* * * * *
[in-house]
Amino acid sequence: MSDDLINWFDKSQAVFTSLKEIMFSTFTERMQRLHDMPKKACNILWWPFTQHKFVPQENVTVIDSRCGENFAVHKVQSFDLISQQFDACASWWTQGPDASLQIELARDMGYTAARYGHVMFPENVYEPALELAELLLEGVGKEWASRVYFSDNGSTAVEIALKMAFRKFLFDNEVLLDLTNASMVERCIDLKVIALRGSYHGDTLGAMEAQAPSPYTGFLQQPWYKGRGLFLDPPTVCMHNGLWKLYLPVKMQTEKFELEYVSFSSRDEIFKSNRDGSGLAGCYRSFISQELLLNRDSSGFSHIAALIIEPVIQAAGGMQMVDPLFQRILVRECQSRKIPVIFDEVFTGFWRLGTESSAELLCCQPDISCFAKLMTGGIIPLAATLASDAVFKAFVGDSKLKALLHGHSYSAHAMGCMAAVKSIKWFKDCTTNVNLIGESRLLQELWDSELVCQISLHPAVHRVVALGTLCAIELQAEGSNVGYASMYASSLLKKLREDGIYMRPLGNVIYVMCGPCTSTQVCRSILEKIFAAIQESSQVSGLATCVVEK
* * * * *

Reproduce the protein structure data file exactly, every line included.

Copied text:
[in-house]
Amino acid sequence: MSDDLINWFDKSQAVFTSLKEIMFSTFTERMQRLHDMPKKACNILWWPFTQHKFVPQENVTVIDSRCGENFAVHKVQSFDLISQQFDACASWWTQGPDASLQIELARDMGYTAARYGHVMFPENVYEPALELAELLLEGVGKEWASRVYFSDNGSTAVEIALKMAFRKFLFDNEVLLDLTNASMVERCIDLKVIALRGSYHGDTLGAMEAQAPSPYTGFLQQPWYKGRGLFLDPPTVCMHNGLWKLYLPVKMQTEKFELEYVSFSSRDEIFKSNRDGSGLAGCYRSFISQELLLNRDSSGFSHIAALIIEPVIQAAGGMQMVDPLFQRILVRECQSRKIPVIFDEVFTGFWRLGTESSAELLCCQPDISCFAKLMTGGIIPLAATLASDAVFKAFVGDSKLKALLHGHSYSAHAMGCMAAVKSIKWFKDCTTNVNLIGESRLLQELWDSELVCQISLHPAVHRVVALGTLCAIELQAEGSNVGYASMYASSLLKKLREDGIYMRPLGNVIYVMCGPCTSTQVCRSILEKIFAAIQESSQVSGLATCVVEK